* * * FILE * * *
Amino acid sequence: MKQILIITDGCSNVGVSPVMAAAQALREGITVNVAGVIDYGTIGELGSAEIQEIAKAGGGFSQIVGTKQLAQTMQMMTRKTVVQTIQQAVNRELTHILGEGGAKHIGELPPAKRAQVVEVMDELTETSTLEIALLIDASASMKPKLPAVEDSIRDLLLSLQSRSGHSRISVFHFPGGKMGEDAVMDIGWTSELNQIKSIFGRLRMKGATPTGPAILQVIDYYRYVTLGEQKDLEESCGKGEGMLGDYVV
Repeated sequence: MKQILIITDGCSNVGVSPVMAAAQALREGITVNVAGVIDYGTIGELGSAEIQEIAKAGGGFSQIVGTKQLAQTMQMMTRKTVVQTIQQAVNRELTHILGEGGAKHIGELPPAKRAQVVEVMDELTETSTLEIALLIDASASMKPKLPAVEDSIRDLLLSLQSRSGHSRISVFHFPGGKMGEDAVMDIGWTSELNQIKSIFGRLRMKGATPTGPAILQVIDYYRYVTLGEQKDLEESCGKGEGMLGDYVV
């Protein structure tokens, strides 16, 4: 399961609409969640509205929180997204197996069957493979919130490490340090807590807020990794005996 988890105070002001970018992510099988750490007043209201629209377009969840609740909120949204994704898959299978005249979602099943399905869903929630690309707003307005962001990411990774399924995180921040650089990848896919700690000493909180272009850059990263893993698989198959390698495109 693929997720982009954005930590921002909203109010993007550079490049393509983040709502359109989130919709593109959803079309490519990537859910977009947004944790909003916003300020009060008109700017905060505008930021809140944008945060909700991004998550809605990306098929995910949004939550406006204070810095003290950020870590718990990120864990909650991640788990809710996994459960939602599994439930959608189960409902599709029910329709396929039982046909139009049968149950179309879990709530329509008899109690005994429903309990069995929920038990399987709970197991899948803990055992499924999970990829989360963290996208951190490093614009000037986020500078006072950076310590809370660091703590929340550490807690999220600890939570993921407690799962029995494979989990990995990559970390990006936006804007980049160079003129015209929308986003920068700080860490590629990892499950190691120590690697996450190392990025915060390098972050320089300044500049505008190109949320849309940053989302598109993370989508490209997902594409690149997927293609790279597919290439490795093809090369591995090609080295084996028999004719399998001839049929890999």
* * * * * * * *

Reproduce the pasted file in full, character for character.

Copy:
Amino acid sequence: MKQILIITDGCSNVGVSPVMAAAQALREGITVNVAGVIDYGTIGELGSAEIQEIAKAGGGFSQIVGTKQLAQTMQMMTRKTVVQTIQQAVNRELTHILGEGGAKHIGELPPAKRAQVVEVMDELTETSTLEIALLIDASASMKPKLPAVEDSIRDLLLSLQSRSGHSRISVFHFPGGKMGEDAVMDIGWTSELNQIKSIFGRLRMKGATPTGPAILQVIDYYRYVTLGEQKDLEESCGKGEGMLGDYVV
Repeated sequence: MKQILIITDGCSNVGVSPVMAAAQALREGITVNVAGVIDYGTIGELGSAEIQEIAKAGGGFSQIVGTKQLAQTMQMMTRKTVVQTIQQAVNRELTHILGEGGAKHIGELPPAKRAQVVEVMDELTETSTLEIALLIDASASMKPKLPAVEDSIRDLLLSLQSRSGHSRISVFHFPGGKMGEDAVMDIGWTSELNQIKSIFGRLRMKGATPTGPAILQVIDYYRYVTLGEQKDLEESCGKGEGMLGDYVV
């Protein structure tokens, strides 16, 4: 399961609409969640509205929180997204197996069957493979919130490490340090807590807020990794005996 988890105070002001970018992510099988750490007043209201629209377009969840609740909120949204994704898959299978005249979602099943399905869903929630690309707003307005962001990411990774399924995180921040650089990848896919700690000493909180272009850059990263893993698989198959390698495109 693929997720982009954005930590921002909203109010993007550079490049393509983040709502359109989130919709593109959803079309490519990537859910977009947004944790909003916003300020009060008109700017905060505008930021809140944008945060909700991004998550809605990306098929995910949004939550406006204070810095003290950020870590718990990120864990909650991640788990809710996994459960939602599994439930959608189960409902599709029910329709396929039982046909139009049968149950179309879990709530329509008899109690005994429903309990069995929920038990399987709970197991899948803990055992499924999970990829989360963290996208951190490093614009000037986020500078006072950076310590809370660091703590929340550490807690999220600890939570993921407690799962029995494979989990990995990559970390990006936006804007980049160079003129015209929308986003920068700080860490590629990892499950190691120590690697996450190392990025915060390098972050320089300044500049505008190109949320849309940053989302598109993370989508490209997902594409690149997927293609790279597919290439490795093809090369591995090609080295084996028999004719399998001839049929890999």